By George Hampton
At the risk of sounding like “Captain Obvious,” the health care industry as a whole is struggling financially. Everyone is being called to task for savings and clinical technology programs are certainly no exception. Perhaps your program has flown under the “cost cutting” radar in the past. I know that many organizations don’t have a real grasp on what they are spending on clinical technology, but many have an impression that whatever they are spending is probably too much. This impression, whether real or imagined, leaves the director of the Clinical Technology Program in a challenging position. If you are exercising cost saving measures, are you able to show the results, or if you’re not actively cutting expenses, where do you start? The situation certainly sounds bleak, however there can be ways to make it a positive. Let’s discuss some of the variables of cost reduction in the hope that we can construct a clear vision that will help you get started or validate your current efforts.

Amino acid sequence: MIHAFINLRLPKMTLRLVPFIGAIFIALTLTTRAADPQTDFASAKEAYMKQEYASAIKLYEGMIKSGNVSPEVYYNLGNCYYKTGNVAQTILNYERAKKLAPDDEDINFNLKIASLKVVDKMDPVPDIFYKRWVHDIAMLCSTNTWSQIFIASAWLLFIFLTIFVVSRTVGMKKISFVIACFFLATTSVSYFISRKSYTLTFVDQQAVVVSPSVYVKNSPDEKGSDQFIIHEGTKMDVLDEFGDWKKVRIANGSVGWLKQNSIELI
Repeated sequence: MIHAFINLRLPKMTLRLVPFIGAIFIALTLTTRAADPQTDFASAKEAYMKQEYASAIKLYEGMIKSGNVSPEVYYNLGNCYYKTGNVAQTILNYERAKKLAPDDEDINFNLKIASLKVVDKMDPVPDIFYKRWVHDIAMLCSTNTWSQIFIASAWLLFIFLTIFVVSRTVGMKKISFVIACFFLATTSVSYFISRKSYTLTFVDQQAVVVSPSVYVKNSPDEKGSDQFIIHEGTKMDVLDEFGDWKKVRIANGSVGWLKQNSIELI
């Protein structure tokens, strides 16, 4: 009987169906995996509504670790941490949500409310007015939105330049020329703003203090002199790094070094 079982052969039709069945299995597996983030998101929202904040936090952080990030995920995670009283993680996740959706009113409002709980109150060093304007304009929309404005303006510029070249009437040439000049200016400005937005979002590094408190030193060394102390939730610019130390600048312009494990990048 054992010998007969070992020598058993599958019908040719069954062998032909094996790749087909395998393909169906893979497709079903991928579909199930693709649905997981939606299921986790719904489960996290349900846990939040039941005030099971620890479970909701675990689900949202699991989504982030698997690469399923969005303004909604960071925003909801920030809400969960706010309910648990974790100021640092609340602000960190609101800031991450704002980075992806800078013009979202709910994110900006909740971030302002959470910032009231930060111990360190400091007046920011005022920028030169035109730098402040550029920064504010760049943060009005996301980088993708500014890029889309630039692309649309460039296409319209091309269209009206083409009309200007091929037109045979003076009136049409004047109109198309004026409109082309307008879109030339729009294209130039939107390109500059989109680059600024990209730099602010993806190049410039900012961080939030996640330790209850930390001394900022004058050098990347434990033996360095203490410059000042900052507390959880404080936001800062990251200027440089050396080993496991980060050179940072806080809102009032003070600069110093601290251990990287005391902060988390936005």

Obviously, there is no “model” program that would necessarily fit every application. A CT program’s expenses can be simplified into four basic categories: Contracts, Parts, Outside Labor, and Salaries (I know, more Captain Obvious stuff). This is management 101 stuff for a leader in the CT industry. However, my experience has taught me that the understanding of the interdependency of these expense categories is less common. From a forensic standpoint, the efficacy of a CT program can be diagnosed by looking at the proportionality of these expense categories. From an adaptive perspective, the performance of the CT program can be modified by strategically adjusting the proportionality of these expense categories. More…